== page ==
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Firewall for a virtual dedicated server.
I was looking into how to prevent a FIN scan and it got me thinking about the consequences.
A lot of people are using this rule:

-p tcp --tcp-flags FIN,SYN,RST,PSH,ACK,URG FIN -j DROP

So when someone sends me a packet with a FIN = 1 , I'm unable to send FIN/ACK back.
It seems unlikely but does that mean my established connection won't be stopped ?
How does that work ? Does my connection stay alive and if so, for how long ?

How does that actually work when someone closes his / her browser ? It sends a FIN to my server, my server replies with FIN/ACK ... but the browser is unable to receive that, right ? Who gets the packet, where does it go ?

And what if ... a remote machine sends my server a SYN, my reply is SYN/ACK and let's say that I'm not getting the ACK back, how long is my server waiting for it ?

Is there a name for unfinished 3 way handshakes ? Thank you.

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1 Answer 1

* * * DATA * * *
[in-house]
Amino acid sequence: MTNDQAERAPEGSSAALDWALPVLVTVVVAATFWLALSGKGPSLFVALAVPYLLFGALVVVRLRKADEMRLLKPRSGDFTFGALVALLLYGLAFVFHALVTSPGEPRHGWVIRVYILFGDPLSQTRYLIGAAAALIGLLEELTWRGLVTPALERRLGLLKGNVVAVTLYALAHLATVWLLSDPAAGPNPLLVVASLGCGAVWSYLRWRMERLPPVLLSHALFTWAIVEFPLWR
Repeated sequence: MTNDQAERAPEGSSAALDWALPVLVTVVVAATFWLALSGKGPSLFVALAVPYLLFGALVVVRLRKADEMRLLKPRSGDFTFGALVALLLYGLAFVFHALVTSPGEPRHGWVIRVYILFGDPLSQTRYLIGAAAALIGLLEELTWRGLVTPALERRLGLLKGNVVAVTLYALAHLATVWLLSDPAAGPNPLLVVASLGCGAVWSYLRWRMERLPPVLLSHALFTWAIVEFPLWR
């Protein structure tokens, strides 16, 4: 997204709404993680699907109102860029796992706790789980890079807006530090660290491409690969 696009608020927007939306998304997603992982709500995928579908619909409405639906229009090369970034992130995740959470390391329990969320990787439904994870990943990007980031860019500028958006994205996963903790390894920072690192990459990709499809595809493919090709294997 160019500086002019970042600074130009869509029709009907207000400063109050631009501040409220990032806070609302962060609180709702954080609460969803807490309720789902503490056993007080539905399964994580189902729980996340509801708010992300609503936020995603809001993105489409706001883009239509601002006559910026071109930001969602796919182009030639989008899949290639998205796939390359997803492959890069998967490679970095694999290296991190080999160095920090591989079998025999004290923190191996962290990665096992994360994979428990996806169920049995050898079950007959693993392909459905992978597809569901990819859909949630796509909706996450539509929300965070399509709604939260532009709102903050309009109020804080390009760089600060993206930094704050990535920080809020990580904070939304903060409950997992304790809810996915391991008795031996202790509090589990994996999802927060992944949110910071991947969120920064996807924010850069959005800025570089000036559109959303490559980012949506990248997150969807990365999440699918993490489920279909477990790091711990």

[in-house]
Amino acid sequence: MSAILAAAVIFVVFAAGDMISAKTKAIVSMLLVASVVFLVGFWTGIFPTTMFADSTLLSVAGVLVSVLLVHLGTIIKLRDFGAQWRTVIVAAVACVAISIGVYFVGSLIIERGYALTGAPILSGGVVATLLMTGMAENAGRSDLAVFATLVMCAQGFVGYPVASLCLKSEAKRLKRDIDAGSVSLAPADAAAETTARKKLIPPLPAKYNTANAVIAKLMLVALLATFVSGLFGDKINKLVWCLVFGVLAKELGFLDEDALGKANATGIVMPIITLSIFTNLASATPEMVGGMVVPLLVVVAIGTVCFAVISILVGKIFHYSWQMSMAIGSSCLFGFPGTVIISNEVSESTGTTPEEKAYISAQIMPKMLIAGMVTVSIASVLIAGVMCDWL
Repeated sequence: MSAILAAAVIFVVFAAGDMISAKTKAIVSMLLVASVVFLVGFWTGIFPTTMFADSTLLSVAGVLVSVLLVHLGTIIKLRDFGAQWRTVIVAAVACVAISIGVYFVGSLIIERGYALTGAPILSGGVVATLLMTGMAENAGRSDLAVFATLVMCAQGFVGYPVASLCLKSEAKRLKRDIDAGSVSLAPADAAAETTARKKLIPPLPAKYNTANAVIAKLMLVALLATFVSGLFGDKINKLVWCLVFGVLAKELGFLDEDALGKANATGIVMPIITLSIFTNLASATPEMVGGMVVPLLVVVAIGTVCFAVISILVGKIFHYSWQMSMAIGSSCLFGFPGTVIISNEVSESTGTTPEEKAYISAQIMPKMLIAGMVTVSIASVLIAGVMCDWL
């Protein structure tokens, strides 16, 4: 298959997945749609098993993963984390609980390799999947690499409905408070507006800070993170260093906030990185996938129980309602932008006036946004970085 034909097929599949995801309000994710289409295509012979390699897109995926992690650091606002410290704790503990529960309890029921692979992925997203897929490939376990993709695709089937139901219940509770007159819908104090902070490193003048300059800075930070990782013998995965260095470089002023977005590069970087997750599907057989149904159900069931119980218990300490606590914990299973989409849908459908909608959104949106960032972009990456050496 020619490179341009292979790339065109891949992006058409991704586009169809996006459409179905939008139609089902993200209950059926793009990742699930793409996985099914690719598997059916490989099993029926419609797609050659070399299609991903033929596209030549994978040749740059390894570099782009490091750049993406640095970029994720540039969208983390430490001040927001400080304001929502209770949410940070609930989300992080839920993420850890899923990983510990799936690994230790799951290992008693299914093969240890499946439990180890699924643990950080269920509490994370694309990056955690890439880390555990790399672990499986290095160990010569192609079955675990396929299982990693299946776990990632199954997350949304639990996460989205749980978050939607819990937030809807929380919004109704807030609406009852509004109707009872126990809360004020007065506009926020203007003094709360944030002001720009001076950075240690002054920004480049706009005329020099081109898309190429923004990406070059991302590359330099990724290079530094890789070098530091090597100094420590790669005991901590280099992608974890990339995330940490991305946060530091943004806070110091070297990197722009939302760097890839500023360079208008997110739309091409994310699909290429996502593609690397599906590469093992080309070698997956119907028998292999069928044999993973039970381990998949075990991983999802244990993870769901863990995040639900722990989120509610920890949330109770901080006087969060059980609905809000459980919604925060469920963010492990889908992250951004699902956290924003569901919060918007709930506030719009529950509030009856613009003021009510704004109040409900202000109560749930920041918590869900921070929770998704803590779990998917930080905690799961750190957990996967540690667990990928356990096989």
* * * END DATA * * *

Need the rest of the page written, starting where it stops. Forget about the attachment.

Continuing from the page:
up vote 9 down vote accepted

Is there a name for unfinished 3 way handshakes

This is called a half-open connection.

So when someone sends me a packet with a FIN = 1 , I'm unable to send FIN/ACK back. It seems unlikely but does that mean my established connection won't be stopped? How does that work ? Does my connection stay alive and if so, for how long?

It will eventually timeout. See also the TIME_WAIT state.

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Having had the exact problem described, you diagnose this problem by seeing w-a-y more TCP_WAIT listings in netstat then there should be. –  sysadmin1138 Apr 2 '12 at 2:33
    
component in a denial of service, anyone? :-) –  Bart Silverstrim Apr 2 '12 at 11:10

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